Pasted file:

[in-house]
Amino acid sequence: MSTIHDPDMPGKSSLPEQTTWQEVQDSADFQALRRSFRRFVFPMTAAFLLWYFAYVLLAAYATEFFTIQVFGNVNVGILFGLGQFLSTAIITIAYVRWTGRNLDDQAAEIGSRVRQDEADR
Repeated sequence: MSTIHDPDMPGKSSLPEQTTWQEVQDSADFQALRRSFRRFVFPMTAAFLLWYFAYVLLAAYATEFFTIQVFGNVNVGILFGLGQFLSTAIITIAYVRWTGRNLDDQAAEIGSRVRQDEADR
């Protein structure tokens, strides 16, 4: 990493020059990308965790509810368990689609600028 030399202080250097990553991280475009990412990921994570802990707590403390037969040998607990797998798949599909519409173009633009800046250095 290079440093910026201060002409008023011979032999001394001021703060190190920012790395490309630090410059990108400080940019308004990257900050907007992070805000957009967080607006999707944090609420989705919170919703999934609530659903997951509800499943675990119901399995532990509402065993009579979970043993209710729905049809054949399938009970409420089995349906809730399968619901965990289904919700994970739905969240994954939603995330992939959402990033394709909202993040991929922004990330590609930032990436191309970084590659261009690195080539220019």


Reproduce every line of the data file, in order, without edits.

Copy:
[in-house]
Amino acid sequence: MSTIHDPDMPGKSSLPEQTTWQEVQDSADFQALRRSFRRFVFPMTAAFLLWYFAYVLLAAYATEFFTIQVFGNVNVGILFGLGQFLSTAIITIAYVRWTGRNLDDQAAEIGSRVRQDEADR
Repeated sequence: MSTIHDPDMPGKSSLPEQTTWQEVQDSADFQALRRSFRRFVFPMTAAFLLWYFAYVLLAAYATEFFTIQVFGNVNVGILFGLGQFLSTAIITIAYVRWTGRNLDDQAAEIGSRVRQDEADR
């Protein structure tokens, strides 16, 4: 990493020059990308965790509810368990689609600028 030399202080250097990553991280475009990412990921994570802990707590403390037969040998607990797998798949599909519409173009633009800046250095 290079440093910026201060002409008023011979032999001394001021703060190190920012790395490309630090410059990108400080940019308004990257900050907007992070805000957009967080607006999707944090609420989705919170919703999934609530659903997951509800499943675990119901399995532990509402065993009579979970043993209710729905049809054949399938009970409420089995349906809730399968619901965990289904919700994970739905969240994954939603995330992939959402990033394709909202993040991929922004990330590609930032990436191309970084590659261009690195080539220019």